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Encyclopedia > Mathematical education

Mathematics education is the study of the practices and methods of teaching mathematics. It has been a hotly debated subject in modern society. There is an ambiguity in the term for it refers both to these practices in classrooms around the world, but also to an emergent discipline with its own journals, conferences, etc. The main international body involved is the International Commission on Mathematical Instruction. [1] (http://www.kurims.kyoto-u.ac.jp/IMU/ICMI/)



Elementary mathematics was part of the education system in most ancient civilisations, including Ancient Greece, the Roman empire, Vedic society and ancient Egypt. In most cases, a formal education was only available to male children with a sufficently high status, wealth or caste.

In Plato's division of the liberal arts into the trivium and the quadrivium, the quadrivium included the mathematical fields of arithmetic and geometry. This structure was continued in the structure of classical education that was developed in medieval Europe. Teaching of geometry was almost universally based on Euclid's Elements. Apprentices to trades such as masons, merchants and money-lenders could expect to learn such practical mathematics as was relevant to their profession.

The first mathematics textbooks to be written in English were published by Robert Recorde, beginning with The Grounde of Artes in 1540.

In the Renaissance the academic status of mathematics declined, because it was strongly associated with trade and commerce. Although it continued to be taught in European universities, it was seen as subservient to the study of Natural, Metaphysical and Moral Philosophy.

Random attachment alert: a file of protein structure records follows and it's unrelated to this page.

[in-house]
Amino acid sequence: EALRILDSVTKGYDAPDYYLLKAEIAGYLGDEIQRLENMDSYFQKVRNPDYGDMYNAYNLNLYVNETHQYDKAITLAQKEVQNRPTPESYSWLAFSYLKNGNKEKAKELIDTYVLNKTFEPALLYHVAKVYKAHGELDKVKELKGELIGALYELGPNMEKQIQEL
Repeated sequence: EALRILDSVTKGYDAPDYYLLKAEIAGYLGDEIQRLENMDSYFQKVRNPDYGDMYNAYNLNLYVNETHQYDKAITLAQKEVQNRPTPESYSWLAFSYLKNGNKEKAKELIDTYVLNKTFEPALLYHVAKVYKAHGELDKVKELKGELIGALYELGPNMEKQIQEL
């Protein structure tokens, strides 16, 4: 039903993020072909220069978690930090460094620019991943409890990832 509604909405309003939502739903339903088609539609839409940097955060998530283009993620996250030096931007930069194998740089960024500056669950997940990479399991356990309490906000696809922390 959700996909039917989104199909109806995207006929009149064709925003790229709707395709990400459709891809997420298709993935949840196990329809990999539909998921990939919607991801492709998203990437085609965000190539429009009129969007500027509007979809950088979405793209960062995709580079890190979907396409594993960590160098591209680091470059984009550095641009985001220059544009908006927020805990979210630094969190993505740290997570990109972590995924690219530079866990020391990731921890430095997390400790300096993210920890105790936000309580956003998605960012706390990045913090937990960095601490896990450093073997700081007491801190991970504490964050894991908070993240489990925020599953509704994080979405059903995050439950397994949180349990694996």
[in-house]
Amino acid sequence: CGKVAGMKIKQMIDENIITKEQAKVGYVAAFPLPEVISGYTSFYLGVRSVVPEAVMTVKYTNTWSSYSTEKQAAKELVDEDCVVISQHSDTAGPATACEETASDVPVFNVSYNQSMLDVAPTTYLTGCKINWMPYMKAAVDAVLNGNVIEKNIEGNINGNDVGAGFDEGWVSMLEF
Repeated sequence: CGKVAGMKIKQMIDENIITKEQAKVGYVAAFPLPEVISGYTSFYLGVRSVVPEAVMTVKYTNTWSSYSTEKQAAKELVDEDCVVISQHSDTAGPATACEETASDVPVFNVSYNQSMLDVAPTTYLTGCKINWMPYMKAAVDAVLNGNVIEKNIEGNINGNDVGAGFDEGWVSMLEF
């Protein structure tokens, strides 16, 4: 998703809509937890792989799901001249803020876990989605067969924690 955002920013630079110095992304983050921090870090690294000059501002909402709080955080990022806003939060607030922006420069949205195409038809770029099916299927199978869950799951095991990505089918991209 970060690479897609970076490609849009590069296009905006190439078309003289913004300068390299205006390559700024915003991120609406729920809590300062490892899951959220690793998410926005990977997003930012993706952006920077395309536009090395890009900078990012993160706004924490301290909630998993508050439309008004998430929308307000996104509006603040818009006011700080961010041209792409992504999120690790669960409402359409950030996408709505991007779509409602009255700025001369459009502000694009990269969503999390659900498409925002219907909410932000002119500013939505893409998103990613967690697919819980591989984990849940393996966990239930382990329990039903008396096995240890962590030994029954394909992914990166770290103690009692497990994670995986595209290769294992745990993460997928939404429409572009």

This trend was somewhat reversed in the seventeenth century, with the University of Aberdeen creating a Mathematics Chair in 1613, followed by the Chair in Geometry set up in University of Oxford in 1619 and the Lucasian Chair of Mathematics, established by the University of Cambridge in 1662. However, it was uncommon for mathematics to be taught outside of the universities. Isaac Newton, for example, received no formal mathematics teaching until he joined Trinity College, Cambridge in 1661.

In the eighteenth and nineteenth centuries the industrial revolution led to an enormous increase in urban populations. Basic numeracy skills, such as the ability to tell the time, count money and carry out simple arithmetic, became essential in this new urban lifestyle. Within the new public education systems, mathematics became a central part of the curriculum from an early age.

By the twentieth century mathematics was part of the core curriculum in all developed countries. However, diverse and changing ideas about the purpose of mathemtical education led to little overall consistency in the content or methods that were adopted.


At different times and in different cultures and countries, mathematical education has attempted to achieve a variety of different objectives. These objectives have included :-

Methods of teaching mathematics have varied in line with changing objectives.